19 February 2010

The Trouble With Islands

The trouble with islands is that they are completely surrounded by water. This situation presents many difficulties, particularly with respect to coming and going. Recently I've felt like I need a break from South Caicos and the School for Field Studies, but getting away just isn't that straight forward here. I'm starting to understand why all those hit TV shows (the ones where they take a group of highly volatile people and force them to live in close quarters) often take place on islands.

I shouldn't make it sound like things are as dysfunctional here as they are on those shows. I've just been frustrated lately with my situation here. There's no official role for "partners" of staff, so I don't really fit in anywhere. I understand that I can't have, nor do I think I'm entitled to, free reign over all the schools resources (boats, diving, etc). Nobody thinks this place is a resort. But I'm not just limited in how I can take part in the enjoyable aspects. I've offered to help with the more mundane things like "staff of the day," radio duty, student activities (e.g. the solar project), and sitting topside while divers are down to make sure the boat doesn't float away (!). But I'm usually told that I'm not allowed. After a while it starts to feel like I'm just being told to stay out of the way. How do they envision my role here? Am I supposed to just sit in my room and twiddle my thumbs until Sunday each week?

What really grinds my gears is that I'm dispensable. When I'm needed, I'm happily included. When the new Dive Safety Officer needed to learn his way around the dive sites, they turned to me. When the new staff showed up in January, we were asked to cut our vacation short because somebody was needed to greet them at the airport and get them settled into the Center. When they needed to know how to run the compressor or tie a particular knot or lead the important guests from HQ on dives, they turned to me. But the rest of the time, it's: "SFS policy says that we can't allow you to _________." What's worse is that nobody's upfront about it. This information is usually passed through Jessee or just not addressed at all.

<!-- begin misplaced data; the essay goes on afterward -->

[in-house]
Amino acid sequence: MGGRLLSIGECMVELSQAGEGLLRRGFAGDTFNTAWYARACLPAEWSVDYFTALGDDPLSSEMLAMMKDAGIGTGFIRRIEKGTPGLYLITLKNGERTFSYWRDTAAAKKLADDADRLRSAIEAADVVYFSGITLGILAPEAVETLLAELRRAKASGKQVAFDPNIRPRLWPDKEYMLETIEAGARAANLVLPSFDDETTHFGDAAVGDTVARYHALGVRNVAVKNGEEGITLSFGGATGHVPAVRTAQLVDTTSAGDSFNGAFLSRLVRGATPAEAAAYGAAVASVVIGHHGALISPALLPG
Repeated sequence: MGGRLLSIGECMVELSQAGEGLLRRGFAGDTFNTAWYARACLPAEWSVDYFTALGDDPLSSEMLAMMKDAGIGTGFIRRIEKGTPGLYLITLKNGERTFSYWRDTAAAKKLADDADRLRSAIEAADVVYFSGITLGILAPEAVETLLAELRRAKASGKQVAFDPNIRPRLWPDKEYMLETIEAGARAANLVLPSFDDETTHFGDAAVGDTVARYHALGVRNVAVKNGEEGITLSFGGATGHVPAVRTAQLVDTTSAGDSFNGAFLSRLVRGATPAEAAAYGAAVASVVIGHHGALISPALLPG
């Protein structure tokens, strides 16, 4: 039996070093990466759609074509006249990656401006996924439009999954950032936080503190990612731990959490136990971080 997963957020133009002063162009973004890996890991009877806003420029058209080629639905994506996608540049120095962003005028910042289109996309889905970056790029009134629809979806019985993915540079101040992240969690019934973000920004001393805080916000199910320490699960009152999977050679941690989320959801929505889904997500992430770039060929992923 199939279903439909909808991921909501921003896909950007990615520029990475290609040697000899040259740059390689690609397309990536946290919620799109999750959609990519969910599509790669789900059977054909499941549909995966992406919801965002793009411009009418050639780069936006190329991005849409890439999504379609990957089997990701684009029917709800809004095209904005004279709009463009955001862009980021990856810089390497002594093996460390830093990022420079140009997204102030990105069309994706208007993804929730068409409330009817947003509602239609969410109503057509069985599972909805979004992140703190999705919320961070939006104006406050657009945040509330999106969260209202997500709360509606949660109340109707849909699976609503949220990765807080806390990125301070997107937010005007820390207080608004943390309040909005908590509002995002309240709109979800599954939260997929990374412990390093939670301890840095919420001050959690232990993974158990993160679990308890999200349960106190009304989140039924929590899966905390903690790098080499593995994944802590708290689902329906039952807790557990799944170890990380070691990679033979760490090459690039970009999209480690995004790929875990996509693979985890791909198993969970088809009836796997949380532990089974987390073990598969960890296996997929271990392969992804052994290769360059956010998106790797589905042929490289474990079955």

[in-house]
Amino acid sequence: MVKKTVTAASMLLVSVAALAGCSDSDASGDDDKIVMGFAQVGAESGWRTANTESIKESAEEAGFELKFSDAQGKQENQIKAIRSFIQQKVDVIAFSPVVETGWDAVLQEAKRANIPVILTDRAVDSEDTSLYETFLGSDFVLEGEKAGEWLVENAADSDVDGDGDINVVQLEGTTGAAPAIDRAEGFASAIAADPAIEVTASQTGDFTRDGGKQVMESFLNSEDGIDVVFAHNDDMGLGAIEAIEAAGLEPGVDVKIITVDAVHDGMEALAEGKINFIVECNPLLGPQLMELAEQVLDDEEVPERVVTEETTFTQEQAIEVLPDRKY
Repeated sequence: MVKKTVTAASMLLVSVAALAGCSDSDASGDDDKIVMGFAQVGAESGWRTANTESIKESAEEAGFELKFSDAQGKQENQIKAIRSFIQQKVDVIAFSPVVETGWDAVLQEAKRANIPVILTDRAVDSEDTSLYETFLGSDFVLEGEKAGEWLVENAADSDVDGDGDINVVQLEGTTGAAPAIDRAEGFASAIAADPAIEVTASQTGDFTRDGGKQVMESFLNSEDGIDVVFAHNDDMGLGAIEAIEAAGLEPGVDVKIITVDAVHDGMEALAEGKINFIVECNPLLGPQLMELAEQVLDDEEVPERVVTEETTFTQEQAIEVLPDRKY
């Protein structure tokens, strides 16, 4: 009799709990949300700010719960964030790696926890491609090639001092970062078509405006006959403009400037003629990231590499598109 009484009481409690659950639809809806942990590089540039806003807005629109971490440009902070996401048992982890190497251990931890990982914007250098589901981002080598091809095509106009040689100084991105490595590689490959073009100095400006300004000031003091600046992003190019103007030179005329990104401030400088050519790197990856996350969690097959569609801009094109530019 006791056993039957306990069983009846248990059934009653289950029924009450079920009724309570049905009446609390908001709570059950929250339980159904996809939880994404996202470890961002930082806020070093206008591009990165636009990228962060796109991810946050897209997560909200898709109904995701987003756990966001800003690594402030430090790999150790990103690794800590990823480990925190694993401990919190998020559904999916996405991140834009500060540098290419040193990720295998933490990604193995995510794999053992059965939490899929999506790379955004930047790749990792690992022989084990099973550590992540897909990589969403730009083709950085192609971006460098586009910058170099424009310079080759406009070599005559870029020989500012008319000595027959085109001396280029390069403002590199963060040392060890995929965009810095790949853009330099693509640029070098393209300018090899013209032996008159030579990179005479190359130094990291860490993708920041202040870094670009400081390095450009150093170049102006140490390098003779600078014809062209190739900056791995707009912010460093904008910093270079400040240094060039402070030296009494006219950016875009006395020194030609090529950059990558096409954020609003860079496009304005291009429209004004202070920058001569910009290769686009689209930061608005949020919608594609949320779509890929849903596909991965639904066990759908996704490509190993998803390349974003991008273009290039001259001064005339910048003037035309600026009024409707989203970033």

I rarely write about the struggles of life on this island, so I know this blog must really paint a picture of a life in paradise. More often than not, it is (I do recognize how fortunate I am to have the opportunities I have - dolphins, whales, diving, etc). But there's also a reason nobody stays here that long. You can't expect people to live in such an isolated place and stay completely uninvolved and out of the way. I have too much self respect to whine and cry until they grudgingly treat me like I belong, but if they were smart they'd recognize what I'm willing to offer (for free!) just to have a recognized place here.

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